Connecticut has an undeserved reputation for being hostile to businesses. While we consistently score in the middle of the pack for overall rankings of best states for businesses, Connecticut is a national leader in encouraging innovation through its research and development tax credit.
This credit, which allows corporations to reduce their tax liability or even be refunded for investments in research and development, is the strongest in the country, and just got expanded in the latest legislative session. That is a positive development, but is just the latest in a six-year yo-yo of decreasing, increasing, decreasing and now increasing again the percent of tax liability the R&D credit can offset and the value it can bring to a business in Connecticut.
The tax credit’s ability to lure companies to the state and keep them here is only as strong as the trust business leaders have in it to stay stable. Let’s take a look at what makes Connecticut’s R&D tax credit so attractive to business leaders and generates R&D spending in our state.
Why Connecticut has the best R&D tax credit
First, Connecticut’s R&D tax credit is statutory and included within the tax return preparation. There is no pre-approval process nor application required. While some quality R&D incentives exist in our neighboring states, the stronger R&D incentives in these states generally require an application, pre-approval and are targeted to specific industries. While a pre-approval is not required in Connecticut, the costs claimed by companies must be vetted thoroughly by the taxpayer to direct link between the costs and R&D activity.
Next, Connecticut’s R&D tax credit directly rewards year-over-year spending. Increased R&D spending from the prior year receives a 20-percent credit, while non-incremental R&D spending receives a credit on a sliding scale from 1-6%. Other states have a base amount ‘floor’ that must be spent before the business can begin to claim R&D credits and generally the percentages do not reach 20%.
In addition, the definition of qualified R&D spend is quite broad as compared to other states. While other state R&D credits limit qualified spend to wages, supplies and 65% of consulting fees, in Connecticut costs such as equipment rental, hiring attorneys for patent work and other expenses directly related to R&D are includible at 100% to the extent incurred in Connecticut.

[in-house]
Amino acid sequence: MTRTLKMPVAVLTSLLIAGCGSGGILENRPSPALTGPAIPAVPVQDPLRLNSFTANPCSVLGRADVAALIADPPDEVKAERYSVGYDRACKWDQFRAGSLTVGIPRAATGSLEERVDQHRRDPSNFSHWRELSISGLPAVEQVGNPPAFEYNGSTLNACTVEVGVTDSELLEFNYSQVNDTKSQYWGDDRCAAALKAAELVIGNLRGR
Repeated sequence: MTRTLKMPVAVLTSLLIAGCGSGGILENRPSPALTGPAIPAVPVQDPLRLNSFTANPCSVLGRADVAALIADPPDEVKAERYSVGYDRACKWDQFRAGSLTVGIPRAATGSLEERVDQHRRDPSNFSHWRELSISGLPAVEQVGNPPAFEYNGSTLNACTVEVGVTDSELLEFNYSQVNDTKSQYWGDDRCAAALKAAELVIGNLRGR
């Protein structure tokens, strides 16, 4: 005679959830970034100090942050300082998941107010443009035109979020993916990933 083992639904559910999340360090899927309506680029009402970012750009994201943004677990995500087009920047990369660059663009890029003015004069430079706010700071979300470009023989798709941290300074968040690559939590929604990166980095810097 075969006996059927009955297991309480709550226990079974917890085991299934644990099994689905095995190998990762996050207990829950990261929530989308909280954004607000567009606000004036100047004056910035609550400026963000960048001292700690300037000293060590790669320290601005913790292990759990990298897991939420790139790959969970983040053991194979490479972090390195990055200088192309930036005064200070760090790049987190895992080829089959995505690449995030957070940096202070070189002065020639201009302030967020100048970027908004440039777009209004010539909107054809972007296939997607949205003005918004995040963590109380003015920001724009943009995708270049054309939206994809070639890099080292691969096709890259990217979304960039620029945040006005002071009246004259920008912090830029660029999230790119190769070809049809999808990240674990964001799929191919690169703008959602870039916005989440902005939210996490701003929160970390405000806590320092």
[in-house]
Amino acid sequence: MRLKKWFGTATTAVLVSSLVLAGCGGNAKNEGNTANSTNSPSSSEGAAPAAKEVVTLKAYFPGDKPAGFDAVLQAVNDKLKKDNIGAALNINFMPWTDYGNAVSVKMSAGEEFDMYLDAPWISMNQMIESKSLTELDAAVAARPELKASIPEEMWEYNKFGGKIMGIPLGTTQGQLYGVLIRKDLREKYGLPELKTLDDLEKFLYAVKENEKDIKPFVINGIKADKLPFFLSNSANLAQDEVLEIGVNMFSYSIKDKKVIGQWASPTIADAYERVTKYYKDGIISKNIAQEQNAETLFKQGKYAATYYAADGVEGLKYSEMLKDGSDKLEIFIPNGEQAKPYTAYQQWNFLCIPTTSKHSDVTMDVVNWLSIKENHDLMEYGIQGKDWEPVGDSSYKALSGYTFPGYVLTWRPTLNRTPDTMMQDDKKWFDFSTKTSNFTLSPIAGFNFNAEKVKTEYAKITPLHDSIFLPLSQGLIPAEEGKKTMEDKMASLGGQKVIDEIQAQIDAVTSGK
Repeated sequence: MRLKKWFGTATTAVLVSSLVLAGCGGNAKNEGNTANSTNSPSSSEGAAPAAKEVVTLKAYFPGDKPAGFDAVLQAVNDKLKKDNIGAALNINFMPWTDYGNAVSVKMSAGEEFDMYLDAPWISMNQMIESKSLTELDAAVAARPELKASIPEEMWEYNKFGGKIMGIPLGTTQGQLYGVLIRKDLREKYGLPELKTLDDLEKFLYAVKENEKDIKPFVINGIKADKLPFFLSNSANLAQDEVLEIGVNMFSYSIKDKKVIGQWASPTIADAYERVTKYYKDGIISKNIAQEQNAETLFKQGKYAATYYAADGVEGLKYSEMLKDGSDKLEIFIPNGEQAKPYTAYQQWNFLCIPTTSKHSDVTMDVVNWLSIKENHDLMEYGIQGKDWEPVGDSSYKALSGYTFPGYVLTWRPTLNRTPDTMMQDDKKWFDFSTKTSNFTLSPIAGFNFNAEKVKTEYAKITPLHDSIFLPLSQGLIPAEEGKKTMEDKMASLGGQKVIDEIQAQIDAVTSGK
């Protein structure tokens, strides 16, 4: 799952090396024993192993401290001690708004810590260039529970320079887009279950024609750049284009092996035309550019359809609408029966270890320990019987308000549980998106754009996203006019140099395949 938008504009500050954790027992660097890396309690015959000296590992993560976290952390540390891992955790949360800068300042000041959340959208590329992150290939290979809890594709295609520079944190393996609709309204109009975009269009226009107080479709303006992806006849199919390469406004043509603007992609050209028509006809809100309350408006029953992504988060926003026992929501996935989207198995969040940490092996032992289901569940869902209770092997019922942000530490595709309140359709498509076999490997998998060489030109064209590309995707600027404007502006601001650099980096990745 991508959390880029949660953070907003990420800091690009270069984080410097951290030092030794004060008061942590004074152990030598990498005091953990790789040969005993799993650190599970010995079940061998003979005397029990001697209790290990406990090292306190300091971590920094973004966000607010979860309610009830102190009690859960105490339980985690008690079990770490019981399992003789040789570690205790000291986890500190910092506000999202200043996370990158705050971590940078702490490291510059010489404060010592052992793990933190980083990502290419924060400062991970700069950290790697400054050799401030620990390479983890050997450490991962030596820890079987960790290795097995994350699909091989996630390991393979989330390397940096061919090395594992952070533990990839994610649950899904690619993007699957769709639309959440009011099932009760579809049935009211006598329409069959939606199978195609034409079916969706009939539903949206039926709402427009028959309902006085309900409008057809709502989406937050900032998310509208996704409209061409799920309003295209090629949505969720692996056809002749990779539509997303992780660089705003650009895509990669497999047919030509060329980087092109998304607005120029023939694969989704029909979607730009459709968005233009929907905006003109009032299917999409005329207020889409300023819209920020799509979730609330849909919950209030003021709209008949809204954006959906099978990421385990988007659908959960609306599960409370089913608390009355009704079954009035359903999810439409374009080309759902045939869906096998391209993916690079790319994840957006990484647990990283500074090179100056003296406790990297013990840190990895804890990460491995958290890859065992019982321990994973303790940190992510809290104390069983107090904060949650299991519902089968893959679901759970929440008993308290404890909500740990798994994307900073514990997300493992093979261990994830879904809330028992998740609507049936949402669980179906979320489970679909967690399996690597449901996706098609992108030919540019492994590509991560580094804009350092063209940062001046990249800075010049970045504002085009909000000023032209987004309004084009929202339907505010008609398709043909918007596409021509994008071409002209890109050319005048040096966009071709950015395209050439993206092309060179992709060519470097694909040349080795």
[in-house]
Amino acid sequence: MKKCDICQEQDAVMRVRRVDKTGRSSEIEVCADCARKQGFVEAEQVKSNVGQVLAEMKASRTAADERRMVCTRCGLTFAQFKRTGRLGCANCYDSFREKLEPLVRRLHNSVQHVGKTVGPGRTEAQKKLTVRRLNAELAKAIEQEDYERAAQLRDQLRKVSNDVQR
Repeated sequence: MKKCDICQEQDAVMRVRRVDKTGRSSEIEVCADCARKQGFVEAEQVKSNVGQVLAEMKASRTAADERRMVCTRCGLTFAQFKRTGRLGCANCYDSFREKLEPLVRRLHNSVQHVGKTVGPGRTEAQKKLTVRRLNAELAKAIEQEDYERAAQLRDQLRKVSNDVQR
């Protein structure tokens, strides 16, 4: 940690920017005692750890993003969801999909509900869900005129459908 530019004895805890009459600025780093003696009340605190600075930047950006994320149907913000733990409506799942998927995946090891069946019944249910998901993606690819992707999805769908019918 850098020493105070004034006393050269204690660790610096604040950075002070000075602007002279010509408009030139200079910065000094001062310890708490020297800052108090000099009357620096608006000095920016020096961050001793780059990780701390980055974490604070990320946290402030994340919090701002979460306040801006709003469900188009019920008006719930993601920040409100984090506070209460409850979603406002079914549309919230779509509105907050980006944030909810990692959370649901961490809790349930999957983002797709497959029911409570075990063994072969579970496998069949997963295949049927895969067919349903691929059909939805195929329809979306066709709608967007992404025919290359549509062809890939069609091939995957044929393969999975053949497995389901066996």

Finally, Connecticut allows companies to exchange the credit for 65% cash if they are in a current-year tax loss. Most other states do not allow a refund provision. This is critical to early stage development companies, especially in the biotech sector where the runway to generating revenue can be 7-10 years.
Connecticut’s business future is in R&D
The Connecticut R&D tax credit generates a substantial return on investment that helps create jobs in the technology sectors, which in turn generates income tax dollars for the state of Connecticut. The credits also help to build the ecosystem of companies in Connecticut that provide goods and services to research and development companies.
I’d argue that we should increase the rate at which the credit can be exchanged to 90% for key industries. Past experience shows that credit dollars are reinvested back into the economy through jobs, equipment, expansion, etc.
While Connecticut’s R&D tax credit is accessible to C Corporations, other business entity types including S Corporations, partnerships and LLCs are not permitted to claim the Connecticut R&D credit. Whether this was due to an error in draftsmanship or an intentional omission, the time has come to allow non-corporate entities the right to claim the R&D credit.
As Connecticut positions to continue to be a leader in industries like advanced manufacturing, software development, and biotechnology, the R&D tax credit may be our greatest differentiator in competition against other states. We just need to leave the thing alone — or better yet, improve on it — so that its reputation can become more widely known in business circles.
As a result, perhaps Connecticut’s reputation for business climate will get the boost it deserves.
Bill Claffey is a tax attorney and partner at the accounting firm Fiondella, Milone and LaSaracina LLP (FML) with offices in Glastonbury, Enfield, New Haven, Stamford and Stafford Springs.